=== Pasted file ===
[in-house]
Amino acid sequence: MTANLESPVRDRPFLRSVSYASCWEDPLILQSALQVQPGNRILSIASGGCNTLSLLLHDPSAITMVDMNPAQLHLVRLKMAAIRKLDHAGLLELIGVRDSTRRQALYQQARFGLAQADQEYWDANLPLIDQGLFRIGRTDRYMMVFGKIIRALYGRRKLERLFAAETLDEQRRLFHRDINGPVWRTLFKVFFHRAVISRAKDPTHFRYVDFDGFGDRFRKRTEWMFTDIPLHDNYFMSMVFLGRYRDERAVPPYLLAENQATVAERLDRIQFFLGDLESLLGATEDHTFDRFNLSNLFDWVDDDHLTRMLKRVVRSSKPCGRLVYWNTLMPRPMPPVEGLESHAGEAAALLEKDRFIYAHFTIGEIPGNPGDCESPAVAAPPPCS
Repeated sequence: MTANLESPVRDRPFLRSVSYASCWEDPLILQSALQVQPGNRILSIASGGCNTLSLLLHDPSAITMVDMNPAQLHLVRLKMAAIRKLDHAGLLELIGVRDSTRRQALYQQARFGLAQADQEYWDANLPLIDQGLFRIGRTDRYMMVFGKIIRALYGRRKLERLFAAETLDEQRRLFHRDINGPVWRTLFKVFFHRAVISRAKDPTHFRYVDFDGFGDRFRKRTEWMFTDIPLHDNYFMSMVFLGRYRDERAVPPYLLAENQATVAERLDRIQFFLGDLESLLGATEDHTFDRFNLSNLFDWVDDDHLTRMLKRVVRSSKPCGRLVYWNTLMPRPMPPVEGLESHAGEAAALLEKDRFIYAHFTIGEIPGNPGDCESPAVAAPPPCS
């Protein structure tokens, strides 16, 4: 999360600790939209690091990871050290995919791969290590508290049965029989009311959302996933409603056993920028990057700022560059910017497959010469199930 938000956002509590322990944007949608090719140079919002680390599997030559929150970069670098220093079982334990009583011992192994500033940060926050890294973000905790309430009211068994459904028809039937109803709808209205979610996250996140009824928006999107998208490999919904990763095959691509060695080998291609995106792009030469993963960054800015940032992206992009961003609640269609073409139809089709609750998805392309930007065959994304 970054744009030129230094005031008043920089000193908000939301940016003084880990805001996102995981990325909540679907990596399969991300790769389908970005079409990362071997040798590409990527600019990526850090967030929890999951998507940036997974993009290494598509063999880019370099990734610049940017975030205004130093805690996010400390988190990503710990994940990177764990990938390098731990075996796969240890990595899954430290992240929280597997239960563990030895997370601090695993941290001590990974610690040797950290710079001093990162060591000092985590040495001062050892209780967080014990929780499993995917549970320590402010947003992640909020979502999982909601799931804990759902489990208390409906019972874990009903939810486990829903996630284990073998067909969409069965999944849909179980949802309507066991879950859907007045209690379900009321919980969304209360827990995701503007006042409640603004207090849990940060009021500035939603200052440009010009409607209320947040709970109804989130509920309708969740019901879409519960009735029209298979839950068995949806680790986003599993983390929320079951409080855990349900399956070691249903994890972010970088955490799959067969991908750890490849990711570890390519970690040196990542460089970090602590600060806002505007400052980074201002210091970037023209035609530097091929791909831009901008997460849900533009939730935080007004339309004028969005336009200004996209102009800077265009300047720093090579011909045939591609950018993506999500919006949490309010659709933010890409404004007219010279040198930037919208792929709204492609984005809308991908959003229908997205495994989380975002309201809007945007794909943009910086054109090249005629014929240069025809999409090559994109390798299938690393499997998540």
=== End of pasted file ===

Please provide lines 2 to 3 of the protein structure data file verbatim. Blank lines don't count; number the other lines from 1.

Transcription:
Amino acid sequence: MTANLESPVRDRPFLRSVSYASCWEDPLILQSALQVQPGNRILSIASGGCNTLSLLLHDPSAITMVDMNPAQLHLVRLKMAAIRKLDHAGLLELIGVRDSTRRQALYQQARFGLAQADQEYWDANLPLIDQGLFRIGRTDRYMMVFGKIIRALYGRRKLERLFAAETLDEQRRLFHRDINGPVWRTLFKVFFHRAVISRAKDPTHFRYVDFDGFGDRFRKRTEWMFTDIPLHDNYFMSMVFLGRYRDERAVPPYLLAENQATVAERLDRIQFFLGDLESLLGATEDHTFDRFNLSNLFDWVDDDHLTRMLKRVVRSSKPCGRLVYWNTLMPRPMPPVEGLESHAGEAAALLEKDRFIYAHFTIGEIPGNPGDCESPAVAAPPPCS
Repeated sequence: MTANLESPVRDRPFLRSVSYASCWEDPLILQSALQVQPGNRILSIASGGCNTLSLLLHDPSAITMVDMNPAQLHLVRLKMAAIRKLDHAGLLELIGVRDSTRRQALYQQARFGLAQADQEYWDANLPLIDQGLFRIGRTDRYMMVFGKIIRALYGRRKLERLFAAETLDEQRRLFHRDINGPVWRTLFKVFFHRAVISRAKDPTHFRYVDFDGFGDRFRKRTEWMFTDIPLHDNYFMSMVFLGRYRDERAVPPYLLAENQATVAERLDRIQFFLGDLESLLGATEDHTFDRFNLSNLFDWVDDDHLTRMLKRVVRSSKPCGRLVYWNTLMPRPMPPVEGLESHAGEAAALLEKDRFIYAHFTIGEIPGNPGDCESPAVAAPPPCS